How many times has this happened to you? You’re talking to someone else about something, a product or a service you or they need. The next time you visit YouTube, Google, Facebook or anywhere that else that hosts ads you see that exact service. Maybe you watch a certain TV show, and suddenly you’re seeing ads for its merchandise everywhere. Personally I was talking to a coworker about needing to refill the printer tray with more paper, and the rest of the day I was flooded with ads about printer paper. If you’ve had this happen to you, and spent some time thinking about, there’s a commonality to all these stories: The person’s phone was in their pocket, hand or in the room with them.
Voice recognition software has become a major part of a cellphone, it can be used to text people or unlock your phone. Android phones can be triggered by the phrase “OK Google” which brings up their Google Assistant, and with the correct settings this unlocks your phone. This can be done anytime your phone is on or around you, which begs the question: Does that mean your phone is listening to you?
Now Google has come out and officially stated that they do not store your “utterances” unless their device is first triggered by the “OK Google” command word. However, the devices can be activated by similar sound phrases, and the sound recorded. In a test done by Pen Test Partners, an Android phone was shown to already have the code necessary to record your life. Without adding in any new code, using only pre-made code already present in a stock phone they were able to have the phone listen and transmit their conversations. While Google and Apple claim that their phones don’t do something like that, researchers are less inclined to believe them. They may not be storing your conversations, but they could be cherry picking keywords out of it and feeding it to an ad campaign targeted at you.
As a counterpoint to Google’s response however, have your devices ever asked if you’d be willing to send feedback to the developers? Have you ever wondered why you’re never asked your opinion or sent a survey? You may have inadvertently given the parent company to snoop on what you’re saying and doing. Agreeing to terms like that allow the developer to collect audio data, in the name of improving the autocorrect feature by letting it listen to your normal conversations. This extends to more then just your phone though, any Google or Apple device can do this data collection.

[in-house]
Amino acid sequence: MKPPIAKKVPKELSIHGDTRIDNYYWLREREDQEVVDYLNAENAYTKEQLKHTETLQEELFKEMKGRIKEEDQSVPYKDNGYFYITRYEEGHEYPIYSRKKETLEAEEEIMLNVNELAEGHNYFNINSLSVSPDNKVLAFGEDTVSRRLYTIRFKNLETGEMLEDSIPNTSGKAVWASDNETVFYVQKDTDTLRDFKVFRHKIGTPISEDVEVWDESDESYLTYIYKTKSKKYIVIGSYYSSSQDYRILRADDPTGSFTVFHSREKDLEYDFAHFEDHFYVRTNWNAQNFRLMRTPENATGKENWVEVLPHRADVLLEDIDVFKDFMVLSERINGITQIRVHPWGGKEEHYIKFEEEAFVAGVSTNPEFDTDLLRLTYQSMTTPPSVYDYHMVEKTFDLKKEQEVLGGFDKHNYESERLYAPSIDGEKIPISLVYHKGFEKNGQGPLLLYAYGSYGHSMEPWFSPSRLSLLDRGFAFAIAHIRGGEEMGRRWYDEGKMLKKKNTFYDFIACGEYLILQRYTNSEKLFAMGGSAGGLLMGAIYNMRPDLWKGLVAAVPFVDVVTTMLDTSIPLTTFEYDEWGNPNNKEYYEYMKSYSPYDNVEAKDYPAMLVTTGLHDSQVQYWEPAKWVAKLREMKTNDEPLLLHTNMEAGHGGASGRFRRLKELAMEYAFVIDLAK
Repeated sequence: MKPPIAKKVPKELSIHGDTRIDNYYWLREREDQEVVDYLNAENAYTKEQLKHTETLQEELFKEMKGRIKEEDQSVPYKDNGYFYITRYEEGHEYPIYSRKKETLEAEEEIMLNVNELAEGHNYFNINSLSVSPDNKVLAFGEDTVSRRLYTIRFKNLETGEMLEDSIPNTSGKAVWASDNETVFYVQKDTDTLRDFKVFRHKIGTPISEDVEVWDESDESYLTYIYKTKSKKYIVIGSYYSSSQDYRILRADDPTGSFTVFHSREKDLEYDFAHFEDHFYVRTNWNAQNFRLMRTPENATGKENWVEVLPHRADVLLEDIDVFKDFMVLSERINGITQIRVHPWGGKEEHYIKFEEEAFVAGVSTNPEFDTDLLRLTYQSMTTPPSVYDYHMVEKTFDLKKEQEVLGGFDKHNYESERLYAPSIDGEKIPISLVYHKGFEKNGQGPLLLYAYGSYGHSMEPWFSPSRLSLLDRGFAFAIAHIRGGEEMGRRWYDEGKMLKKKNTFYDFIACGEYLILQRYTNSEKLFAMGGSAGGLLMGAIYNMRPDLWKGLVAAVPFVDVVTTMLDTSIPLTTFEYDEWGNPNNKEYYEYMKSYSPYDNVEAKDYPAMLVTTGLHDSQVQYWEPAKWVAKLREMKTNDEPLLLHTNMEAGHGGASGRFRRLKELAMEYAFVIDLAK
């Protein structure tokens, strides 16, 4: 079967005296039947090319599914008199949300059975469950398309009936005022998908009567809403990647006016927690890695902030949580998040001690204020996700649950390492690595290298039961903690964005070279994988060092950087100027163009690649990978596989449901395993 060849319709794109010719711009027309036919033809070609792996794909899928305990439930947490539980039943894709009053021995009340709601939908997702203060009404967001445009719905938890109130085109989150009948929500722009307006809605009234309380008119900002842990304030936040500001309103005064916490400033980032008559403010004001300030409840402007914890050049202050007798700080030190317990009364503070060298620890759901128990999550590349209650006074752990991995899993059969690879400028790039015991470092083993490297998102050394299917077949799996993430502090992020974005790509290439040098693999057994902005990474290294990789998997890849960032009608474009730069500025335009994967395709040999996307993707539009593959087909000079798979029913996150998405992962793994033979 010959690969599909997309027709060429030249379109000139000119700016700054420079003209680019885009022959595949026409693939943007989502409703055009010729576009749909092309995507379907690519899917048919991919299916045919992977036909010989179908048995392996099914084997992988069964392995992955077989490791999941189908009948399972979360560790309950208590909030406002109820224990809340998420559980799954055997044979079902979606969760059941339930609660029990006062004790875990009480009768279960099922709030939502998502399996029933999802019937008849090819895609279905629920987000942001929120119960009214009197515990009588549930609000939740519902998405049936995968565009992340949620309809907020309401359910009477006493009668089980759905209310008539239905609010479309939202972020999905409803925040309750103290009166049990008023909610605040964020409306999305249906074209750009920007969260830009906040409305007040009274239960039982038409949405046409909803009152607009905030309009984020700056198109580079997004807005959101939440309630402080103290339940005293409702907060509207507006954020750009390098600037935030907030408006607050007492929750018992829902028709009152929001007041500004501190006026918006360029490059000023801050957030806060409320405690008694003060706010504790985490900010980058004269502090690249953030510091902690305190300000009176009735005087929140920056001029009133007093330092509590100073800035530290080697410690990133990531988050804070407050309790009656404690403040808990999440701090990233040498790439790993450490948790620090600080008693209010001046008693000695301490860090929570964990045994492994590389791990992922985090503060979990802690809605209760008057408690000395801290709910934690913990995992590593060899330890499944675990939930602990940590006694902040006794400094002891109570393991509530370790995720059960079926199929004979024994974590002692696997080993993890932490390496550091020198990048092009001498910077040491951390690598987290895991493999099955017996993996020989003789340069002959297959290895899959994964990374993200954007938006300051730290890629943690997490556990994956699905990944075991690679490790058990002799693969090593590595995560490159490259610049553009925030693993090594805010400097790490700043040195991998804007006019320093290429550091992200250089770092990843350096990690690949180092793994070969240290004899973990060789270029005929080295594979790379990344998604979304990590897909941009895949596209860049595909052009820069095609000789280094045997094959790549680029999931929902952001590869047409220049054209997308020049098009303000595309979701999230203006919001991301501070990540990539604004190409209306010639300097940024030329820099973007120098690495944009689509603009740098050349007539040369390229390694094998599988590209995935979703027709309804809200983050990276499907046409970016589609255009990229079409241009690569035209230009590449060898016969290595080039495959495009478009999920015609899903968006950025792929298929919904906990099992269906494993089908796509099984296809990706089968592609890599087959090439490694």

In particular, Google Chrome is listening to you as you read this article. It’s listening to you when you look at Facebook, or shop on Amazon. It’s listening to you while you play a game or fill a spreadsheet in Excel. This is because the default Chrome program comes with the option to send your audio data to Google for analysis pre-installed. By using Chrome you have installed a program that can remotely listen to everything that you’re saying. You can check the status of the program under the Chrome Settings for “Hotwording.”
While the threat of Google your audio history is daunting for personal privacy, it’s simply another part of Google’s web of knowledge about you. They record your browsing data for years, storing it away so they can better target you with advertisements. This is how they hone in their search engine to your particular frequency, how you can get localized results in Google Maps without using any location at all. Google has invested billions of dollars in collecting every scrap of data they can about you, about how you think and learn, and they’ve been putting it to use. As a closing note, while Google states that they won’t sell your data out, they will release it Third-Party applications that claim they need access to it, or if a government agency requests it.
Max is a Legal Assistant and author residing in the Philadelphia area He has been writing for AskCyberSecurity.com since early 2017.